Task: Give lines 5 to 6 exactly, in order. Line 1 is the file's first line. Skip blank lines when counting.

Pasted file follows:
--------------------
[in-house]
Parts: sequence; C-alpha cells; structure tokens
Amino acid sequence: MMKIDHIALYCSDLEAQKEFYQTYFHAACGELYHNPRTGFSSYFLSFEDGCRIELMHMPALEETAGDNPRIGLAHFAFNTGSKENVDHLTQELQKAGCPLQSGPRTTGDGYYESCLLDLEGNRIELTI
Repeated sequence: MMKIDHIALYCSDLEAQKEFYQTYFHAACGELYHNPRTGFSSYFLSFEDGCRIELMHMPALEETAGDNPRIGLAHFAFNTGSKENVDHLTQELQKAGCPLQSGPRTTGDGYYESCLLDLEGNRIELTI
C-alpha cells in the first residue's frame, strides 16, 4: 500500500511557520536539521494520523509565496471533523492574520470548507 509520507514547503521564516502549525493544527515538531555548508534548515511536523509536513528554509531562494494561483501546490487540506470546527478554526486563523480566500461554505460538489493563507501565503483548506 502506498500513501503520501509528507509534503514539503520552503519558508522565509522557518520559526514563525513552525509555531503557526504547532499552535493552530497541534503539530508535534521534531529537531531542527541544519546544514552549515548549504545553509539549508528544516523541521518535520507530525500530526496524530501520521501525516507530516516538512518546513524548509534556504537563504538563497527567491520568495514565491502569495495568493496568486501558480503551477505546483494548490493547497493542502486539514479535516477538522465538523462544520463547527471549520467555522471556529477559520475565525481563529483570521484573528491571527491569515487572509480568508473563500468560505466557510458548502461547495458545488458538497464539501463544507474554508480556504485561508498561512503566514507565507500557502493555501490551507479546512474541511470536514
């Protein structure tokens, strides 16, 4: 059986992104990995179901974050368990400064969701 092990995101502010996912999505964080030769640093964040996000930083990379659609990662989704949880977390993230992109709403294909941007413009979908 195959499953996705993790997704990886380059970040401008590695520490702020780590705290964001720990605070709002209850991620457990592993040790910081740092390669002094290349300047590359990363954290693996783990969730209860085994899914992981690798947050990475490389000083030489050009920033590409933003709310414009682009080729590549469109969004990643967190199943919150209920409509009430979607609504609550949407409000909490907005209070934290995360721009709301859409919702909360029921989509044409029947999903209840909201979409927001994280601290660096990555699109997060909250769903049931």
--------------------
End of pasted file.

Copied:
C-alpha cells in the first residue's frame, strides 16, 4: 500500500511557520536539521494520523509565496471533523492574520470548507 509520507514547503521564516502549525493544527515538531555548508534548515511536523509536513528554509531562494494561483501546490487540506470546527478554526486563523480566500461554505460538489493563507501565503483548506 502506498500513501503520501509528507509534503514539503520552503519558508522565509522557518520559526514563525513552525509555531503557526504547532499552535493552530497541534503539530508535534521534531529537531531542527541544519546544514552549515548549504545553509539549508528544516523541521518535520507530525500530526496524530501520521501525516507530516516538512518546513524548509534556504537563504538563497527567491520568495514565491502569495495568493496568486501558480503551477505546483494548490493547497493542502486539514479535516477538522465538523462544520463547527471549520467555522471556529477559520475565525481563529483570521484573528491571527491569515487572509480568508473563500468560505466557510458548502461547495458545488458538497464539501463544507474554508480556504485561508498561512503566514507565507500557502493555501490551507479546512474541511470536514
């Protein structure tokens, strides 16, 4: 059986992104990995179901974050368990400064969701 092990995101502010996912999505964080030769640093964040996000930083990379659609990662989704949880977390993230992109709403294909941007413009979908 195959499953996705993790997704990886380059970040401008590695520490702020780590705290964001720990605070709002209850991620457990592993040790910081740092390669002094290349300047590359990363954290693996783990969730209860085994899914992981690798947050990475490389000083030489050009920033590409933003709310414009682009080729590549469109969004990643967190199943919150209920409509009430979607609504609550949407409000909490907005209070934290995360721009709301859409919702909360029921989509044409029947999903209840909201979409927001994280601290660096990555699109997060909250769903049931």